Two-year-old Florence, from Hinkley Leicestershire, was found to have a fast-growing tumour in her stomach in August 2021.
The diagnosis came about after her mum, Sophie, spotted that Florence’s tummy was swollen and hard. Initially this was suspected to be constipation and Sophie was told to call back 48 hours later if there was no improvement. Unfortunately the swelling didn’t go down, Florence was taken to hospital and given an ultrasound.
The doctor said ‘I’ve found a lump’ and that was it, I broke down in tears, thinking the worst.”
Sophie received the devastating news that Florence’s lump was ‘more than likely’ a cancerous tumour. A rhabdomyosarcoma.
“There was no one there to support me because of Covid. Being a young mum and hearing that on your own, it was not okay.”
In just ten days since first discovering the lump it had grown by around 5cm. “It was terrifying,” said Sophie. “I could see and feel it growing in her tummy, it’s such a fast-growing cancer.”
Florence quickly began a course of chemotherapy to shrink the tumour. Thankfully in November 2021 MRI scans confirmed treatment was working and the tumour was smaller.
Florence underwent surgery later that month to remove the tumour. “It was about the size of a pomegranate,” said Sophie. “And that was after four rounds of chemo to shrink it. It’s amazing to look at the fruit, how heavy that would be in a little two year old’s body.”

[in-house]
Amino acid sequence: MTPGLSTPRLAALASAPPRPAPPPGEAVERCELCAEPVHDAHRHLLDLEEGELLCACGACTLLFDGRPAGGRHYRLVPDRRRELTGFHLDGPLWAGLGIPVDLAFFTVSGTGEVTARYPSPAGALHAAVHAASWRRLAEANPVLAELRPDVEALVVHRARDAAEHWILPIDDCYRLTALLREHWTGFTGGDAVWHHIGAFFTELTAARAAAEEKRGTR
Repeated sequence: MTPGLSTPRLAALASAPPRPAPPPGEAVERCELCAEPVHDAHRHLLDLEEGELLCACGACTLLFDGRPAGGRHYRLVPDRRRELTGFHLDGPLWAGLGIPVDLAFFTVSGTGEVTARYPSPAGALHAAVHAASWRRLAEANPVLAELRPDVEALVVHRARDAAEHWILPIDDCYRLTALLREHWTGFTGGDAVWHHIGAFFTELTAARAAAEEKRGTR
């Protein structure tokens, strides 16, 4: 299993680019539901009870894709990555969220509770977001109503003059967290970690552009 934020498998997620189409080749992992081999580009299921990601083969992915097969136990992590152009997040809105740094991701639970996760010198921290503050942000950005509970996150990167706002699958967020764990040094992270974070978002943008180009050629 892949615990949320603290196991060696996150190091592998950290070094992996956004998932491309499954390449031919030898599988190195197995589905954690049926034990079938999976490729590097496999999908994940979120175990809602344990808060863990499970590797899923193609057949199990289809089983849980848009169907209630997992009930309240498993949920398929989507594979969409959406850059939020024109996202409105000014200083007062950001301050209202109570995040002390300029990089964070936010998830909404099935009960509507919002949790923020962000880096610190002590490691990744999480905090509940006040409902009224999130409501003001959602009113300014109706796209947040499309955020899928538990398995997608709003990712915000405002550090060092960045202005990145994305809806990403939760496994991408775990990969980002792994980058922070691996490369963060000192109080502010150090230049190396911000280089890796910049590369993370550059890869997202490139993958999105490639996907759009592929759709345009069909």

Florence began a course of radiotherapy at the start of January 2022 to hopefully prevent the tumour coming back.
“She still has moments of being scared, tears and her down days, but she has coped extremely well. Better than I thought and expected,” said Sophie.
Since the diagnosis the young family have been supported by PASIC with Florence enjoying some welcome distractions from treatment on PASIC trips.
“We went on the Santa train organised by PASIC and Florence really enjoyed it, and seeing Santa. It was a nice treat as Florence had just finished round five of chemo that same morning.”
What would Sophie say to other parents at the start of their child’s cancer diagnosis?
It’s hard but you can do it! Your little warrior keeps you going and you do your best for them always. You know your child better than anyone. Always ask questions and if you need to ask them again; do it. No one will judge, even if you feel it’s the most ridiculous question ever. You’ve got this!”
Sophie shares Florence’s story on the Instagram account @rhabdomyosarcoma_and_me